Again, this is Abu Dhabi and not Ashtabula, Ohio. And these are advertisements seeking roommates, who presumably will be sharing kitchen, restroom and possibly even sleeping quarters. The courtrooms have made exceptions when it comes to roommates, recognizing that a person has a legitimate interest in specifying certain characteristics when seeking a stranger to share actual living quarters, particularly when it comes to discriminating by sex. But the more stringent courts have generally only allowed this exception when it comes to choosing the sex of the roommate—they have not always favored the discriminating advertiser on matters of religion (“seeking a Christian roommate”) and have nearly always deemed that advertising against certain races constitutes a violation (“must be white or Hispanic”). To play it safe, it is best simply to avoid public advertisements that specify any of those characteristics that link with protected classes, instead focusing on certain behavior patterns (for example, “roommate/tenant must be non-smoker, vegetarian and should expect to help in household cleaning”). The federal Fair Housing Act articulates one further exception, usually called the “Mrs. Murphy Exemption”, which does allow a landlord to discriminate for apartments of four units or less, if he/she is a full-time resident in one of the units. As is the case with the various protected classes, some states that have expanded the reach of fair housing have reduced the applicability of the Mrs. Murphy exemption, or they have eliminated the exemption altogether. The website listed above provides reasonably up-to-date details on state-by-state provisions.
Since I’m not a civil rights attorney, it’s probably best that I not go into any further detail on the nuances of discriminatory advertising, nor the exceptions to what constitutes illegal discrimination. But it would only be fair to conclude that seemingly innocuous signs like these could fall under escalating scrutiny in the US, since the Fair Housing Act isn’t likely to weaken in its scope or enforceability. In fact, in June of this year, quite the opposite happened, when the Supreme Court favored a non-profit affordable housing provider in the landmark case Texas Department of Housing and Community Affairs v. The Inclusive Communities Project, Inc. This case received somewhat muted media coverage amidst the SCOTUS rulings on gay marriage and the Affordable Care Act, but its impacts are likely to be just as far-reaching. Fundamentally, the Inclusive Communities decision covers “discriminatory effects”, also known as “disparate impacts”, which indicate that a municipal government using zoning or other laws with a goal of promoting a legitimate public purpose could still be violating the Fair Housing Act, if the said law exerts discriminatory effects on any one of the protected classes, regardless of its intent. In Texas, a non-profit affordable housing advocacy group sued the state’s housing authority because it was concentrating federal grants to construct new affordable housing in certain census tracts—namely, those which already had a higher rate of poverty and affordable housing. The State argued that its goal was to re-invest in long neglected neighborhoods with dilapidated housing, but the nonprofit argued that this effectively placed the protected class of racial minorities (the primary clients of affordable housing) in a discriminatory position that disproportionally concentrated them on one side of town in an otherwise mostly white, affluent Dallas suburb. What does this mean at a national level? Essentially, even if a policy is not facially discriminatory but still perpetuates patterns of discrimination (i.e., a “disparate impact”) through an unintended consequence of the policy, it could still violate the law. A more detailed description of the Inclusive Communities Supreme Court ruling can be found here.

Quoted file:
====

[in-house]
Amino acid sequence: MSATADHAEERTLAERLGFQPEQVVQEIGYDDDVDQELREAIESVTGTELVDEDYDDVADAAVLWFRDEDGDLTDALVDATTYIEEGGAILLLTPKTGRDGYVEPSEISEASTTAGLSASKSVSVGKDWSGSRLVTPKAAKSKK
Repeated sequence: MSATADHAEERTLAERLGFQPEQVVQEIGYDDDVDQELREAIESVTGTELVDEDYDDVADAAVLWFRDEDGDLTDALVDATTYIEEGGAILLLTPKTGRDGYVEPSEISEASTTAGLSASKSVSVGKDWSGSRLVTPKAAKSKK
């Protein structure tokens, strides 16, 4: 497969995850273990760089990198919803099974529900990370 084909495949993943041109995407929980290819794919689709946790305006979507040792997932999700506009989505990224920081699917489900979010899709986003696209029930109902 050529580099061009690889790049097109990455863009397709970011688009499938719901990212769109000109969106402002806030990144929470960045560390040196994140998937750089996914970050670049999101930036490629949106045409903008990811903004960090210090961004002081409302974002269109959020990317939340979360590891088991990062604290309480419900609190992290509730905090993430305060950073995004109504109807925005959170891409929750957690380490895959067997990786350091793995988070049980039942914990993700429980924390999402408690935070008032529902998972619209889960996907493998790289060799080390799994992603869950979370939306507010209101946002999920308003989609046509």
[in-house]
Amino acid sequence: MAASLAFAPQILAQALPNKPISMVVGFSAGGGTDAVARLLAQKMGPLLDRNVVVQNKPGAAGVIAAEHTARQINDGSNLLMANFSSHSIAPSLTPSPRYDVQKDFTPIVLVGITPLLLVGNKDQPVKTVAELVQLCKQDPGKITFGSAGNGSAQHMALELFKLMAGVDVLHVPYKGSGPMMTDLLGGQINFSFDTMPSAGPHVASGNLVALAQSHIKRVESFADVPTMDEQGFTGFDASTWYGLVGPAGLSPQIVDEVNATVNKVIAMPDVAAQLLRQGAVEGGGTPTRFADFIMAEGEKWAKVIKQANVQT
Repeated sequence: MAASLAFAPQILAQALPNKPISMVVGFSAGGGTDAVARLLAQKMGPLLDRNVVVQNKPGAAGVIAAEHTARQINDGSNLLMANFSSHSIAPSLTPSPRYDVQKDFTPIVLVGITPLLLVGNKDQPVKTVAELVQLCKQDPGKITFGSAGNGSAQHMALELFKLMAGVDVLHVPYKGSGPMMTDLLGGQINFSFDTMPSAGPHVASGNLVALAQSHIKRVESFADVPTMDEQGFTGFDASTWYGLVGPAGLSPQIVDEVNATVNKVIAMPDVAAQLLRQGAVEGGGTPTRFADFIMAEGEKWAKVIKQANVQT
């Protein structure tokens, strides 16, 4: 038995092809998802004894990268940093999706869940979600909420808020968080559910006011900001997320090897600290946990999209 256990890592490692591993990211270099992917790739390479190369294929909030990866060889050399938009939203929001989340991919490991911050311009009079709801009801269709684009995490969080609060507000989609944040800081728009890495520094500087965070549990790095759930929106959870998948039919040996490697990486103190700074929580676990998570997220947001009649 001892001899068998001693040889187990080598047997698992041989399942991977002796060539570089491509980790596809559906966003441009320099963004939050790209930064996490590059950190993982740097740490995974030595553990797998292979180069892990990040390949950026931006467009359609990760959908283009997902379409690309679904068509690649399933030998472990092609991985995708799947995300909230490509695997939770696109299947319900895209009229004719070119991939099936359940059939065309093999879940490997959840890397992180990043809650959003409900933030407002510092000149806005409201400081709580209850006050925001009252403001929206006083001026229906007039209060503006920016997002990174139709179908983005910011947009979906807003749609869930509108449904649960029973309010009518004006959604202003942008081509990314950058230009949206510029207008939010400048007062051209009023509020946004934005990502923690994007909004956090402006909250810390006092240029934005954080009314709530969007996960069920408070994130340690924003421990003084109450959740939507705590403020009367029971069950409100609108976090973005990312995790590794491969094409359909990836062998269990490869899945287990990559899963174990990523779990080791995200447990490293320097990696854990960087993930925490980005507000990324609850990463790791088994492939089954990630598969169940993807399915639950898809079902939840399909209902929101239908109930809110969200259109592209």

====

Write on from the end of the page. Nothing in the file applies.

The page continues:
I suspect we will see broader spatial implications of both the Fair Housing Act in general and the recent SCOTUS decision in the years ahead. And casual “ROOMMATE WANTED” or (particularly) “TENANT WANTED” listings on the side of streetlight poles will be virtually unheard of. But not the ones in the photos above. That’s up to the Crown Prince of Abu Dhabi and his advisers to decide what constitutes discrimination within his emirate.